“Cleaner air in United States and Europe is brewing more Atlantic hurricanes, a new U.S. government study found,” AP reports.
Cleaner air means more hurricanes.
It appears the science has changed.
Oh, the irony!
As any “woke” environmentalist or climate activist will tell you, man made climate change/global warming is definitely the sole, if not major driving cause behind hurricanes occurring with increased frequency and in larger sizes.
NOAA Study Finds Cleaner Air Leads To More Atlantic Hurricanes https://t.co/T8U24TbtEH
— zerohedge (@zerohedge) May 14, 2022
How screwed are we– cleaner air means more cyclones and hurricanes? @NOAA
— Christopher McQuade MBA/HRM (@mcquadetx) May 15, 2022
A new study found that a 50% decrease in pollution particles and droplets in Europe and the U.S. is linked to a 33% increase in Atlantic storm formation over the past couple of decades.
Got that? Cleaner air, more hurricanes, in the Atlantic. Well, Shit!https://t.co/vyRNFrXwqo
— Michael Paladin (@TheTexasPaladin) May 14, 2022
The National Oceanic and Atmospheric Administration study links changes in regionalized air pollution across the globe to storm activity going both up and down. A 50% decrease in pollution particles and droplets in Europe and the U.S. is linked to a 33% increase in Atlantic storm formation in the past couple decades, while the opposite is happening in the Pacific with more pollution and fewer typhoons, according to the study published in Wednesday’s Science Advances.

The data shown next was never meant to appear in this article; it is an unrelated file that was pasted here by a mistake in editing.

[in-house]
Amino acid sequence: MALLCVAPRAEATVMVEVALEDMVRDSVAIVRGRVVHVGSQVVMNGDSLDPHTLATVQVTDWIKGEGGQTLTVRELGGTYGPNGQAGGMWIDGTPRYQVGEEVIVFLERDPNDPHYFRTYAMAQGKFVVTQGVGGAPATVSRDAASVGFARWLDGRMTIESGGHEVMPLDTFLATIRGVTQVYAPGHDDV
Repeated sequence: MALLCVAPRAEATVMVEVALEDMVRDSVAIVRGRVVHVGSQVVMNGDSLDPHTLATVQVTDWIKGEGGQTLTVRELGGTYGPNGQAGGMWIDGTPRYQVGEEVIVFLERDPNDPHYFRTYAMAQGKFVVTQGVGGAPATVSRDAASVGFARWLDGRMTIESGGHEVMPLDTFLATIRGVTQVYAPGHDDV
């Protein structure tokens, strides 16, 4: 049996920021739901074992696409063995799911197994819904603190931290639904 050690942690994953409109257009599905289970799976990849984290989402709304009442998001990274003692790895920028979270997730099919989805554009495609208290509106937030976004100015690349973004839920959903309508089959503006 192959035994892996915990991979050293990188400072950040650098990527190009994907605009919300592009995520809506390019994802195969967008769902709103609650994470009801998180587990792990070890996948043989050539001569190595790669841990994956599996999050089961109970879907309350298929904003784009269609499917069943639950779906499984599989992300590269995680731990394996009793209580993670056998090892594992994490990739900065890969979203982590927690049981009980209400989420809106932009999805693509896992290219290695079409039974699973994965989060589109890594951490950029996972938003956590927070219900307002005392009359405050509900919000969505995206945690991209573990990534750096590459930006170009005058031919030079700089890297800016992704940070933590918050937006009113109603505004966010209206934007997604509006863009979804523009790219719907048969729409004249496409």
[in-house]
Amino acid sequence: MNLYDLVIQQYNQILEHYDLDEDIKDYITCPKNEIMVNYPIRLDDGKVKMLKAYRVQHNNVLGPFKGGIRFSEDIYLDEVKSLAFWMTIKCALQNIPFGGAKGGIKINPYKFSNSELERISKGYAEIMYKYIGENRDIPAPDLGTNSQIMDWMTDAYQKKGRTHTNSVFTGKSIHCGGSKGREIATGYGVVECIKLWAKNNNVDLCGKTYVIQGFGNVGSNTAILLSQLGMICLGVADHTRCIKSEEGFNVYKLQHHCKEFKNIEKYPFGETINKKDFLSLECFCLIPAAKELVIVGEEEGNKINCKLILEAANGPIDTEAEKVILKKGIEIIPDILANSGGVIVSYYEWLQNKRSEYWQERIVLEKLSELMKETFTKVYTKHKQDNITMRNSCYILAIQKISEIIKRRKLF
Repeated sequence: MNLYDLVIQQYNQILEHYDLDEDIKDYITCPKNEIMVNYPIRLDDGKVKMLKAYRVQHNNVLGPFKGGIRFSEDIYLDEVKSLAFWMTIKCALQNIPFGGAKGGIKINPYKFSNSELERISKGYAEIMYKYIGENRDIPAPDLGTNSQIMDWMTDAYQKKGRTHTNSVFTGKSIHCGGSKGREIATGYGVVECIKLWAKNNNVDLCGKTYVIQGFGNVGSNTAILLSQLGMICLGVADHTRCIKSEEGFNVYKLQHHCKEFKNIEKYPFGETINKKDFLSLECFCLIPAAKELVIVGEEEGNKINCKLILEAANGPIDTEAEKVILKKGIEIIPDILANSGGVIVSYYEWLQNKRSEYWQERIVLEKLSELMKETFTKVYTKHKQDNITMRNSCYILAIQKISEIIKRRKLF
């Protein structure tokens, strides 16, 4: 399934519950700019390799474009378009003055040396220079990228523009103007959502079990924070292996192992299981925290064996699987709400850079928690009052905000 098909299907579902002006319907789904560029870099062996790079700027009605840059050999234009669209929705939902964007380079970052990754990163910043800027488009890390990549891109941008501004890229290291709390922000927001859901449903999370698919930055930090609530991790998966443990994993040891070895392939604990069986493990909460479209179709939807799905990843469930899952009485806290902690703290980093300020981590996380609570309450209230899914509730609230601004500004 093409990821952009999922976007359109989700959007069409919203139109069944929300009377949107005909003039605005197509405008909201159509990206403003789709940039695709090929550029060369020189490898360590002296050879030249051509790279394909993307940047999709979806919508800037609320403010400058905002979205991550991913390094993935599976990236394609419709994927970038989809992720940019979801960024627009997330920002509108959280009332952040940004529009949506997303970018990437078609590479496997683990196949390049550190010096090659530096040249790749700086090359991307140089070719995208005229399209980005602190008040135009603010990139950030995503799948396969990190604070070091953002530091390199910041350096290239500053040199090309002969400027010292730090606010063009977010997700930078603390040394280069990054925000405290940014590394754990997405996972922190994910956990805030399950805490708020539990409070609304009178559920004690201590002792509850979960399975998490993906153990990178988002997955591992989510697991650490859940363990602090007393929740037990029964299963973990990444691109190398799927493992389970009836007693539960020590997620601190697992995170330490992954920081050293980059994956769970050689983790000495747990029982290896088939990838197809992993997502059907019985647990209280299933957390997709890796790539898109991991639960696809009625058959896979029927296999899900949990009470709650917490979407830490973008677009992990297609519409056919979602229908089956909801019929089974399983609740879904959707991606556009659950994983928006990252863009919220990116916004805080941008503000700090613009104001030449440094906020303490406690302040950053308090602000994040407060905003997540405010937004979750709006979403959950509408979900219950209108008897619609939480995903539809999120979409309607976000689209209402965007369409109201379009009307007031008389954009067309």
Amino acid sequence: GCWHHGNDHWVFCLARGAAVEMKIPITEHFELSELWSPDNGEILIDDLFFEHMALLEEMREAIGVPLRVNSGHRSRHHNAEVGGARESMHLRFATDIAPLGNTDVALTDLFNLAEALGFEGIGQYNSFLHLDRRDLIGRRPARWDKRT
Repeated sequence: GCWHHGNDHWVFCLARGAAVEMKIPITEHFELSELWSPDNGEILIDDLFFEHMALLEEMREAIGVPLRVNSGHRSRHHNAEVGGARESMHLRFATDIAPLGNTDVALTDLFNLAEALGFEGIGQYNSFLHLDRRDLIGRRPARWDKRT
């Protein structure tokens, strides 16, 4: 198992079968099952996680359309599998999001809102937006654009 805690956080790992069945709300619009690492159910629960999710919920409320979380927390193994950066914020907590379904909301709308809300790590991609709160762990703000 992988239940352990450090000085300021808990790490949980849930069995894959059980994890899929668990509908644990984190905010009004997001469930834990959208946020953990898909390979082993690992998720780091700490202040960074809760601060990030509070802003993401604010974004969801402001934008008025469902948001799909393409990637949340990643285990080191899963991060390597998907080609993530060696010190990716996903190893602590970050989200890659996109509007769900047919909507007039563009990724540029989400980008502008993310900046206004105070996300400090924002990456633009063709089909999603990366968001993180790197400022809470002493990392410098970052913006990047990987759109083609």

NOAA hurricane scientist Hiroyuki Murakami ran numerous climate computer simulations to explain change in storm activity in different parts of the globe that can’t be explained by natural climate cycles and found a link to aerosol pollution from industry and cars — sulfur particles and droplets in the air that make it hard to breathe and see.
Scientists had long known that aerosol pollution cools the air, at times reducing the larger effects of greenhouse gases from the burning of fossil fuel and earlier studies mentioned it as a possibility in increase in Atlantic storms, but Murakami found it a factor around the world and a more direct link.
Hurricanes need warm water — which is warmed by the air — for fuel and are harmed by wind shear, which changes in upper level winds that can decapitate storm tops. Cleaner air in the Atlantic and dirtier air in the Pacific, from pollution in China and India, mess with both of those, Murakami said.
Zero Hedge added:
Aerosol pollution peaked around 1980, the report says, and has been falling since. This means that cooling that masked some greenhouse gas warming is going away and sea surface temperatures are again rising. It has also pushed the jet stream north, the report says.
Climate and hurricane scientist Jim Kossin told AP: “That’s why the Atlantic has gone pretty much crazy since the mid-90s and why it was so quiet in the 70s and 80s.” He said the aerosol pollution “gave a lot of people in the 70s and 80s a break, but we’re all paying for it now.”